Grace Perdomo (8m 32s):
And with that campaign, we very quickly realized that buses like you just said, are the backbone of urban transportation, correct. They offer affordable mobility and connect citizens with every aspect of their daily lives. They move people quickly. And when you consider that four out of five transit riders today in Miami Dade county ride the bus and that two of three transit strips are served by the bus system. Then really what we felt needed to be tackled first and foremost was to address improving the bus system. So in 2018 we released a mobility scorecard and also a campaign called where’s my bus again, as an effort to really elevate and give a voice to the many residents in the county, the, and that elevated the visibility and the urgency of the countywide transit issues.
Grace Perdomo (9m 25s):
And we combine that with doing a very deep dive into data and on the ground research and release that report to the public. And that’s really where this campaign of the better bus network came from. The campaign looked at four solutions and it was really the catalyst for our, our collaboration, right, for getting the mayor to at the time, to come on board and really consider that we needed to be looking at redesigning this important transit component in our city,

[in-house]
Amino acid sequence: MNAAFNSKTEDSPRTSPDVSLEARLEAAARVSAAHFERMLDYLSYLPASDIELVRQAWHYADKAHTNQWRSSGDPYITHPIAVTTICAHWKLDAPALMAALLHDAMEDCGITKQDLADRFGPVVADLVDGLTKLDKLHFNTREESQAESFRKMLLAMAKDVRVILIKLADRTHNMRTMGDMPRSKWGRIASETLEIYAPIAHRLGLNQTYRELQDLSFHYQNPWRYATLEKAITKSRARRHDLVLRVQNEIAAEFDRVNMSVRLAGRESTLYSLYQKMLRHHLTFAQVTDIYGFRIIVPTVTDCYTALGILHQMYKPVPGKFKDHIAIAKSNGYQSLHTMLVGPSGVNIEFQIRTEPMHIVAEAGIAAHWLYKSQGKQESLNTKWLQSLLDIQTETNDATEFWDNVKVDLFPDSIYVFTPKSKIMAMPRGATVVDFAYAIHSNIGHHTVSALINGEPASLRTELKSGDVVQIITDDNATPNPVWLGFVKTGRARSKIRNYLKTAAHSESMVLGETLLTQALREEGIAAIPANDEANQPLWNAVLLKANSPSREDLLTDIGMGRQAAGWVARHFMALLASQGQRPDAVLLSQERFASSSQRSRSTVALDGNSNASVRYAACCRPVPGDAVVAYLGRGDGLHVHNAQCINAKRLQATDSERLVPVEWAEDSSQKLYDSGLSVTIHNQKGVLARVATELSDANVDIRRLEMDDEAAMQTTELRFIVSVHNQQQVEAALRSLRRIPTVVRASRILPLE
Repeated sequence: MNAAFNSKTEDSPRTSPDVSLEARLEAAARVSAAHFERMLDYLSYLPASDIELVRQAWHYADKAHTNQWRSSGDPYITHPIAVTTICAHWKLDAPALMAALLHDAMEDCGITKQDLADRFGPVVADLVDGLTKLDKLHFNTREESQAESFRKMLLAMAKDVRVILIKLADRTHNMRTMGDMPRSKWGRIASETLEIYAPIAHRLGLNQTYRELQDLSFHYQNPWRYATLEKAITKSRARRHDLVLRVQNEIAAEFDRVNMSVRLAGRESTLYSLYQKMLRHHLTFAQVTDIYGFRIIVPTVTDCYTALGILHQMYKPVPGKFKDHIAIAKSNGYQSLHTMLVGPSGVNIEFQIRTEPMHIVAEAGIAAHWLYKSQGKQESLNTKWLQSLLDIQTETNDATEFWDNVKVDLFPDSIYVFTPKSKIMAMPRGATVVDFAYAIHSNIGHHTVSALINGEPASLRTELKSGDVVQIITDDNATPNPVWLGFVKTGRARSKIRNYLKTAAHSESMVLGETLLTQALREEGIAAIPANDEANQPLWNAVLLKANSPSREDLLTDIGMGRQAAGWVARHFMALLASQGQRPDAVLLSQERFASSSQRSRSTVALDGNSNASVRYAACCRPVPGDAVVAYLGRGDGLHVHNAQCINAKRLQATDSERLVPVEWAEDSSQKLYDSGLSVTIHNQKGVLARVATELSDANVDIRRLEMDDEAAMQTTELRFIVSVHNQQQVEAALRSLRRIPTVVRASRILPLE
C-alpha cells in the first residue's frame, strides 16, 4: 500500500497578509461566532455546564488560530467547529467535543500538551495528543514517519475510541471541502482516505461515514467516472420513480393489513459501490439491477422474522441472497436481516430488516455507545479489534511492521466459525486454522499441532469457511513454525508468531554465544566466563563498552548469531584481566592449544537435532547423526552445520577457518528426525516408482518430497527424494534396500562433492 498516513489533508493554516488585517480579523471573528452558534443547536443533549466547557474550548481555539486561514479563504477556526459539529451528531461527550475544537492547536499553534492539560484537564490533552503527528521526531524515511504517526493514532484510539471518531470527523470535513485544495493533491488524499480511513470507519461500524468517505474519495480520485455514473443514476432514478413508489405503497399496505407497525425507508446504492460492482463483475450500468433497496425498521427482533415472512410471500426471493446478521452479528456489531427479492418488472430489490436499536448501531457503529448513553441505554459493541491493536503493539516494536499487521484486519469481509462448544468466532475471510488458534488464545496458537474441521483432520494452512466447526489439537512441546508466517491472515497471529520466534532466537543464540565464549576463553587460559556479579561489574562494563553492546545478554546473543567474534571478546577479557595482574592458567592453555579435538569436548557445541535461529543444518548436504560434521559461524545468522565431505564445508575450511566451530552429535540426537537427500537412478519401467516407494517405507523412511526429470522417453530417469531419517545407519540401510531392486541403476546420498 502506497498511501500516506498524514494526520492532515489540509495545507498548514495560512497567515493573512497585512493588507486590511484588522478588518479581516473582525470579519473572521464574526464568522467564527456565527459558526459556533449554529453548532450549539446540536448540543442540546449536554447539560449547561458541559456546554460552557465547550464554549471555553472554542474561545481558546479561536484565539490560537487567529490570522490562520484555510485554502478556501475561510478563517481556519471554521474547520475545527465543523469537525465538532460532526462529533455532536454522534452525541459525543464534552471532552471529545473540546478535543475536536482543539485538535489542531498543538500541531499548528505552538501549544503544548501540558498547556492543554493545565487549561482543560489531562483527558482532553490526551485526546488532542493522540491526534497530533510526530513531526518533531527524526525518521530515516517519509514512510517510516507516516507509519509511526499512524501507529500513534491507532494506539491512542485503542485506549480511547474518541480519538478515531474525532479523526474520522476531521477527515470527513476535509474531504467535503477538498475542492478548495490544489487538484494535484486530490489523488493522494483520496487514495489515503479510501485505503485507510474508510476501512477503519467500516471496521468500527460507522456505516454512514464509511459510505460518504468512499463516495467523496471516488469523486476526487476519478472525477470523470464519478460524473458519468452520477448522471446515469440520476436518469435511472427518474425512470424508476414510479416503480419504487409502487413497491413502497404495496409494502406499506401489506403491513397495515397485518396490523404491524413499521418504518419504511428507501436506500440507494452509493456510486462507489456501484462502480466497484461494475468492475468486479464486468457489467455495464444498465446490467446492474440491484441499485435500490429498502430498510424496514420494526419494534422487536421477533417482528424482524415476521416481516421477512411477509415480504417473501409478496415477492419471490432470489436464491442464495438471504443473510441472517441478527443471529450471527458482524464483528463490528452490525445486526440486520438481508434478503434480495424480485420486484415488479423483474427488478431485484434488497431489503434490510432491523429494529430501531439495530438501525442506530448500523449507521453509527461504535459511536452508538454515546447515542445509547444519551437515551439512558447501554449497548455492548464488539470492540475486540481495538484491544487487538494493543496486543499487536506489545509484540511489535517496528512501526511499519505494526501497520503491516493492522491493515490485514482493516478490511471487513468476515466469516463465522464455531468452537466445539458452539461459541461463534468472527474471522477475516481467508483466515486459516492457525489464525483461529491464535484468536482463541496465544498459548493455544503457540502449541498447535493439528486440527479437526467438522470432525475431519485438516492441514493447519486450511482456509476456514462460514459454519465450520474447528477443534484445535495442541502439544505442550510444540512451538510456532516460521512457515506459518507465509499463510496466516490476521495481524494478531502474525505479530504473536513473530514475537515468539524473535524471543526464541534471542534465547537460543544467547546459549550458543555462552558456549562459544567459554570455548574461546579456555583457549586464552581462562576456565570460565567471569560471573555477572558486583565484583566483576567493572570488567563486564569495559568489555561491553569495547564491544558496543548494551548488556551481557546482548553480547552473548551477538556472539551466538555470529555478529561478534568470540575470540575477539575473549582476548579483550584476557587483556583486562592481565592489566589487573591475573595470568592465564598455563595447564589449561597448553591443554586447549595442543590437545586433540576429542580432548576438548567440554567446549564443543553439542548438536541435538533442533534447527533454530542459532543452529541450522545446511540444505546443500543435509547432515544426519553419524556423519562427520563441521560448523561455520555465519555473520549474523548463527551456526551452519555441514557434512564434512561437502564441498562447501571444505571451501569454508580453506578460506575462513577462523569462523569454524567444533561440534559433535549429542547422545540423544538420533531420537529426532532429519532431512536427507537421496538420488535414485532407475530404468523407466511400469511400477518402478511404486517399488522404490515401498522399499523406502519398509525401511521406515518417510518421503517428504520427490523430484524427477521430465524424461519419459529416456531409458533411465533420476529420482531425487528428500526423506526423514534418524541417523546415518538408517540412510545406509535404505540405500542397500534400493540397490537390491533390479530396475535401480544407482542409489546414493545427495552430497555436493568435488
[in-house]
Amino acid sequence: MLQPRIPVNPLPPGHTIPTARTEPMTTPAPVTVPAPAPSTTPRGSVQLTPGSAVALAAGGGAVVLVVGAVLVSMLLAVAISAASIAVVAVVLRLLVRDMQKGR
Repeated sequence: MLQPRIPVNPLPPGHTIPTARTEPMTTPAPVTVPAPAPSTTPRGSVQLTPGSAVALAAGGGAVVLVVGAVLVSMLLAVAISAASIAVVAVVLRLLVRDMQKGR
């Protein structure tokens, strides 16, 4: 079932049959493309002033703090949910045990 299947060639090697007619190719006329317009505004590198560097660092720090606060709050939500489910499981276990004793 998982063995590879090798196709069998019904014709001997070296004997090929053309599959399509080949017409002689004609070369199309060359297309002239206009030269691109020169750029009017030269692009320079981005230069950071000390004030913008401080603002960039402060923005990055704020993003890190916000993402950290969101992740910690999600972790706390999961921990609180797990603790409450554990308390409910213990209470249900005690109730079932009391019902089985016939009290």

Carlos Cruz-Casas (9m 56s):
A complete change of practice, right? This is a continued change of practice. It is, it is a community getting involved in or getting organized and recently boys and say, you know, we want, we want a better transit, better outcomes, right. I often go back and tell people, you know, these all started. We want one message we can do better, you know, and we can do better together. We can do that. It was not easy. I can tell you from the opponent poly sector, right? And from our side, you know, we had to let go of certain elements. We had responsibilities. We had to step aside. Y if you will, we need to, you know, we had to lead lead the transit Alliance to lead the initiative and manage the community outreach.